The similar earlier ruling in May of this year  in R v SR [2019] EWCA Crim 887, rejecting arguments seeking to overturn the trial judge’s discretion to allow a trial to proceed, in what the court described as a “troubling” case of loss of historic investigative material, when coupled with an apparent willingness to overturn a trial judge’s discretion to stay proceedings when potentially relevant mobile phone evidence had been lost as one “that was not reasonably open to him” (per Sir Brian Leveson (P) in R v E [2018] EWCA 2426, could all be seen as tantamount to an abolition of the jurisdiction, save in the most exceptional of circumstances.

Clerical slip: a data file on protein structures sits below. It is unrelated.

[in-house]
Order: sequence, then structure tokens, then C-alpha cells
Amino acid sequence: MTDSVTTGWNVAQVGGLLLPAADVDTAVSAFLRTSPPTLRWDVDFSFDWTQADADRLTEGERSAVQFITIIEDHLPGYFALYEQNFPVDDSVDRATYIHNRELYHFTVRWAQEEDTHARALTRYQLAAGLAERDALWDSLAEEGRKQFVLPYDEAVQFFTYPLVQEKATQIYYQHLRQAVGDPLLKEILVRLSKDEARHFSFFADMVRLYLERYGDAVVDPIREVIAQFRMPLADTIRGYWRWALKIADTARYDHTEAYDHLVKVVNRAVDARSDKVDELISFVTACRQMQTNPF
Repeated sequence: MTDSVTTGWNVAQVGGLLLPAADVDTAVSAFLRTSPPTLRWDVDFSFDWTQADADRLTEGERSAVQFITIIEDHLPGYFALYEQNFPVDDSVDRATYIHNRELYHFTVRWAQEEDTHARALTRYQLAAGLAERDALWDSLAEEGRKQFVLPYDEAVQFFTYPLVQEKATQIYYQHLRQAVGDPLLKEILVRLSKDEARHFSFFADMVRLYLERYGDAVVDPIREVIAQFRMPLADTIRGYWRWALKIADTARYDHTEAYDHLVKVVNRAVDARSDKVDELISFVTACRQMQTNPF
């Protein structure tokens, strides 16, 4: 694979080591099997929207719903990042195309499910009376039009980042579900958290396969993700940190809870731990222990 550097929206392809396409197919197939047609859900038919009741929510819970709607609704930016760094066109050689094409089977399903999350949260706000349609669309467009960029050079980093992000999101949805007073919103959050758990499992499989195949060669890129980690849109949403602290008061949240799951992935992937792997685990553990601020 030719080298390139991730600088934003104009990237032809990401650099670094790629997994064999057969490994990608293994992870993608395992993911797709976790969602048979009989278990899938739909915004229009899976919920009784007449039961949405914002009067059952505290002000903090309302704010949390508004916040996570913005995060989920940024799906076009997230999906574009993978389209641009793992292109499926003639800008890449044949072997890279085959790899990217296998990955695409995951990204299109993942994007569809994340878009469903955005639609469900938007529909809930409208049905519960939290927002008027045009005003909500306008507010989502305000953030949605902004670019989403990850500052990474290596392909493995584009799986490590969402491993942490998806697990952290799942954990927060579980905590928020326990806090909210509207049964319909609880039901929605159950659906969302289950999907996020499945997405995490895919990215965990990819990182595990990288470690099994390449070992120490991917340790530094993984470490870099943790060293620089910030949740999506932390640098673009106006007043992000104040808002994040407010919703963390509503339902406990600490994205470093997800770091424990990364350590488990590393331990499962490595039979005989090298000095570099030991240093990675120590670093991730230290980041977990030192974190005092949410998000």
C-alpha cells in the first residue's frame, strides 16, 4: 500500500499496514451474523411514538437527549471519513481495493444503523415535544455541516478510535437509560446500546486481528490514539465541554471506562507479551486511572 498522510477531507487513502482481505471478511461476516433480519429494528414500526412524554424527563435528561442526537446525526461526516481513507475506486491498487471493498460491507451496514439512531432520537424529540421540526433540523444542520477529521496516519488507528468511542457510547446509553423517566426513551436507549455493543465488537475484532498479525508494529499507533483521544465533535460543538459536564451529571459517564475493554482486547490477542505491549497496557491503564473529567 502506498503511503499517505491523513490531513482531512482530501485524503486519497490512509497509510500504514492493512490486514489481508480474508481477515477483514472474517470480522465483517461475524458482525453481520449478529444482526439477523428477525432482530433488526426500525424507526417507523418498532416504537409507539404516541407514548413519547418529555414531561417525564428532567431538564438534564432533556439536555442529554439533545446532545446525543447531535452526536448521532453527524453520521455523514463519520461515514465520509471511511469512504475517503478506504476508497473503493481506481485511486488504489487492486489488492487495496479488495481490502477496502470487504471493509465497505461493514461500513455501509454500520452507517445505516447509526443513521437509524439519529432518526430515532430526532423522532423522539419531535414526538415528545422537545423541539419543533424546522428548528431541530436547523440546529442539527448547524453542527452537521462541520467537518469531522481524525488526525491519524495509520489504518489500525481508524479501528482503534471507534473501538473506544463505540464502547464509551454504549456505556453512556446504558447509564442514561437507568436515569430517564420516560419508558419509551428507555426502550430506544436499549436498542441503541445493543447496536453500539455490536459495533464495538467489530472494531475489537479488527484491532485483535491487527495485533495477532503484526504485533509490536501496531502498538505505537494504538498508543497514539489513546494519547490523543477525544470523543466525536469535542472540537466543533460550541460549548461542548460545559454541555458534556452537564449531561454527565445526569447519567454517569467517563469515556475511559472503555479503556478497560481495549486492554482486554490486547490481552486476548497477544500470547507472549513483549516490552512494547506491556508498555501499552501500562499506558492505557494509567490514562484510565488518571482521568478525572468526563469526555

In the 70’s, 80’s and 90’s such stays on grounds of loss of material were prevalent and common place when complainants in sex abuse cases came forward late. Indeed the claim of the most minor of potential evidential disadvantage to the defence could often lead to a stay on grounds of trial unfairness, even if the consequence was to lead to a denial of justice to victims.  As we moved through the millennium, judicial attitudes started to change. In 2001 Brooke LJ’s judgment in  R (Ebrahim) v Feltham Magistrates Court [2001] 2 Cr App R 23, was to be a turning point, ruling that circumstances in which a trial would “inevitably be unfair are likely to be few and far between”, and that the criminal trial was well able to cope with arguments about loss of evidence. This change of approach coincided with an increase in public understanding of the long term personal damage caused to the victims of  child sex abuse, and of the factors of fear, oppression, repression, inhibition and immaturity which can credibly lead complainants to only feel able to address deeply painful and personal memories of abuse in middle age and later life.  This, coupled with the obvious deterrent effect on potential abusers of children, of knowing that their child victims will grow to adulthood, and when free from oppression from abusers, will be able to speak, and be allowed to give compelling evidence of childhood abuse after many years, have undoubtedly contributed to a further loosening of the tests of trial fairness formerly applied, and a greater reliance upon protective directions to juries upon the potential disadvantages to the defence of significant delay in the trial process.